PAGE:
CharlieMC (charliemc) wrote,

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Account Information? This Can Be Interesting!

So, what do you do about an account when you have none of the details about the setup, but you need to be able to maintain it?

That's a very good question!

In the past at the festival, various cyber-related accounts have been set up by one (or sometimes more) Staff members who didn't share the information about said accounts with others.

For example, when I took over the festival website, I didn't have the FTP information, including the account password. In this case, it was really simple to fix the problem by contacting the (extremely helpful) host of our domain (who kindly commiserated on the situation).

My new policy about all cyber accounts that are expressly for the use of the festival is that they be set up with more than one Staff person having the information -- and using generic email accounts and not personal ones! In some cases, usernames and/or ownership of an account are totally tied to whatever email is used to set something up. When someone leaves our Staff, we remove them from our Server, which means their email address disappears. Clearly you've got a problem if an account was set up using that email!

Right now I'm trying to run something rather essential down without having any of the setup details or a contact person. I'm having to do it in a cyber fashion, because I don't have an actual phone number I can call.

Personally, I can't imagine working anywhere where I didn't leave important information behind me when I left, regardless of the circumstances. In my mind, account information belongs to the organization, so not divulging it is just another form of stealing. That might sound strong, but think about it: if a person has information that is necessary to keep an account active and viable and they refuse or neglect to share that info, then the account can become inactive and/or inaccessible. In some cases -- like the one I'm currently dealing with -- this can cost an organization (or business) to lose money. So isn't that a type of theft?

I'd like to be able to say that the person (or persons) involved with the original account are blameless and didn't mean for the festival to have issues with this account, but I don't happen to believe that's true. I know that personally I'd never fail to share information that isn't really MINE if I were to leave the festival -- regardless of the circumstances. (Yes, I've been laid off in my life -- and it hurts. But that doesn't give me the right to do anything negative to the place that's laid me off. Layoffs aren't personal, even if it feels like they are.)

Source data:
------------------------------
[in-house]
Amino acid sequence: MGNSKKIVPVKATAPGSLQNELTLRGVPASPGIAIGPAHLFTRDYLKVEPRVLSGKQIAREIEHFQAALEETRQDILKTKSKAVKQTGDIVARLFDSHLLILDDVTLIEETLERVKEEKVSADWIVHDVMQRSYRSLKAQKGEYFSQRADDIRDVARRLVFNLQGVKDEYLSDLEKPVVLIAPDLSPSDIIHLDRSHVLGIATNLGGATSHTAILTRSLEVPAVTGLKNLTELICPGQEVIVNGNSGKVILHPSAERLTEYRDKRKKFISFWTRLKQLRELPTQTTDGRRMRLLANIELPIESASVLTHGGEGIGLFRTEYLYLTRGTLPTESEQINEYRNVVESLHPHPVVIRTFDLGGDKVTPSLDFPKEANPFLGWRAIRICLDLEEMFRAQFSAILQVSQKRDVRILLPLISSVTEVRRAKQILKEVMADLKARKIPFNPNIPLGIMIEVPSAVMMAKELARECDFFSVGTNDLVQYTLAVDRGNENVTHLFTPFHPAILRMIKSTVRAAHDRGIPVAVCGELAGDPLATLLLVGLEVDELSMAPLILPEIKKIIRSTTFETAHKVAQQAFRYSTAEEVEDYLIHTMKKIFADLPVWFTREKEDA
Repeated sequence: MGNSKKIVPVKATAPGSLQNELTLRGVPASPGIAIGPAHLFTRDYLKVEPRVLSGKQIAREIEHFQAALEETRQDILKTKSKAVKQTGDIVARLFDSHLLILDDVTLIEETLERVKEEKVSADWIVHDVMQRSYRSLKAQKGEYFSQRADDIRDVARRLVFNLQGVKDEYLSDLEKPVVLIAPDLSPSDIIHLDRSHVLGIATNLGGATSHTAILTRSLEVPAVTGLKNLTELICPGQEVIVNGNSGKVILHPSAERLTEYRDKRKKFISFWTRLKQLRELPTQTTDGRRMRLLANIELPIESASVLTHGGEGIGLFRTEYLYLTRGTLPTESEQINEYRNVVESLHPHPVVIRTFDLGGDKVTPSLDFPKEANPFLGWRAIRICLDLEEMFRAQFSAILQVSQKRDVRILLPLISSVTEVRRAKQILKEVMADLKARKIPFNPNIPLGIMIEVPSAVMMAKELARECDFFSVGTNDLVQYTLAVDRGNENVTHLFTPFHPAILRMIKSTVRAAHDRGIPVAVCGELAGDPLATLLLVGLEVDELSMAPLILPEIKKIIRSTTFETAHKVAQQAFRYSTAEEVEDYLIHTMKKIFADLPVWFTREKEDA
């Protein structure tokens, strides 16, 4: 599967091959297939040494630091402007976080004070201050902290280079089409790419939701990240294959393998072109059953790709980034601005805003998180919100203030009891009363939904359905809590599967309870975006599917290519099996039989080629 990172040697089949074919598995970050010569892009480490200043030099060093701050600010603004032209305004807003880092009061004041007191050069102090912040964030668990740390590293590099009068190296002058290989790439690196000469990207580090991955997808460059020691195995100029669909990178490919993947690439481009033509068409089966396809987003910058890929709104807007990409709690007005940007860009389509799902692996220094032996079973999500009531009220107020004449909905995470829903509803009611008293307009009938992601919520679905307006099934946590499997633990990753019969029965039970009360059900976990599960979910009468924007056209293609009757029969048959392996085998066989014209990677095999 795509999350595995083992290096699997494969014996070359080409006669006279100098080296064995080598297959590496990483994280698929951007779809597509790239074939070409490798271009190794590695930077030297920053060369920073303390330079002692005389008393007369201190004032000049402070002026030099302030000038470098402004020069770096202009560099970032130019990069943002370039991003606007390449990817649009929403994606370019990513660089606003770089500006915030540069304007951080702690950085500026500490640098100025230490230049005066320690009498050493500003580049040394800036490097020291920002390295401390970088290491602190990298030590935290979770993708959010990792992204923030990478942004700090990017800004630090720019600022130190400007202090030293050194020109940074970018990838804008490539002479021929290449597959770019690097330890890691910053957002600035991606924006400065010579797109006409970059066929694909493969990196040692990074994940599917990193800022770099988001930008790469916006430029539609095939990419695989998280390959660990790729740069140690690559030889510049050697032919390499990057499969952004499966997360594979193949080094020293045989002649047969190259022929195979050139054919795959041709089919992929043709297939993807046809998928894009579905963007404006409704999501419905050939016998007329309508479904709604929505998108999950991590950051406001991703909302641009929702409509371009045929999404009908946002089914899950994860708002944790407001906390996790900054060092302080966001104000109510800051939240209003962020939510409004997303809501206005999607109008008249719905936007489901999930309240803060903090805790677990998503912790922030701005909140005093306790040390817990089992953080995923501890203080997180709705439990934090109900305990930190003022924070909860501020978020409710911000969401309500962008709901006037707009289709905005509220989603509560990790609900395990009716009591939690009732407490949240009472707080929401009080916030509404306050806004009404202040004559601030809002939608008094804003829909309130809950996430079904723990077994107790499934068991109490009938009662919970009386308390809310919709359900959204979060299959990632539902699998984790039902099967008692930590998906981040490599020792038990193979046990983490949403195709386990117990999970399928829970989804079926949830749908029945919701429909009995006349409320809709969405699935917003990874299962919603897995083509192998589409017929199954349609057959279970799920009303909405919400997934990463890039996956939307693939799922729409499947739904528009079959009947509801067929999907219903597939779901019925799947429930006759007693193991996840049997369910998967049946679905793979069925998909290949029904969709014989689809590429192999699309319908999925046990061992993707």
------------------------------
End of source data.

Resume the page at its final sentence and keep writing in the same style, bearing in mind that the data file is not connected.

I'm sure I'll be able to work around the missing information eventually. I'm in the process of doing so right now. I've already done this several times with various festival accounts (such as the website), so it's no big thing, really. But it bothers me that the information wasn't made available, so that I wouldn't have to bother to track it down.

Who do we really hurt when we do things like this -- things we know are wrong? We hurt ourselves. I feel bad for anyone who loses their job, I sincerely do. But I have such admiration for people who handle the situation with grace and class (and I know a lot of them, believe me).

My policy should assure that this situation won't happen again in the future for the festival. Of course, this relies on each Staff person following the policy as we go along. I don't like being the one who needs to 'police' what others do, frankly. But I'm doing it because I know what happens if we don't have a policy in place that we follow...

Granted, it can be difficult to keep track of all our cyber accounts! That's true for both individuals and companies/organizations. I don't even know offhand how many there are related just to the festival's website, which shows what a can of worms this can be. But even though I don't know the number, I have detailed written records of each one -- and the emails and passwords that go with them. It would be easy for me to pass this on to anyone else -- and in most cases there's one or two other people who have access to that info right now, which is only appropriate.

It doesn't take a genius to know that in this very cyber-active world we now live in, it's necessary to be smart and organized...

Tags: 2009, cyber-related, festival, festival-website, june-2009

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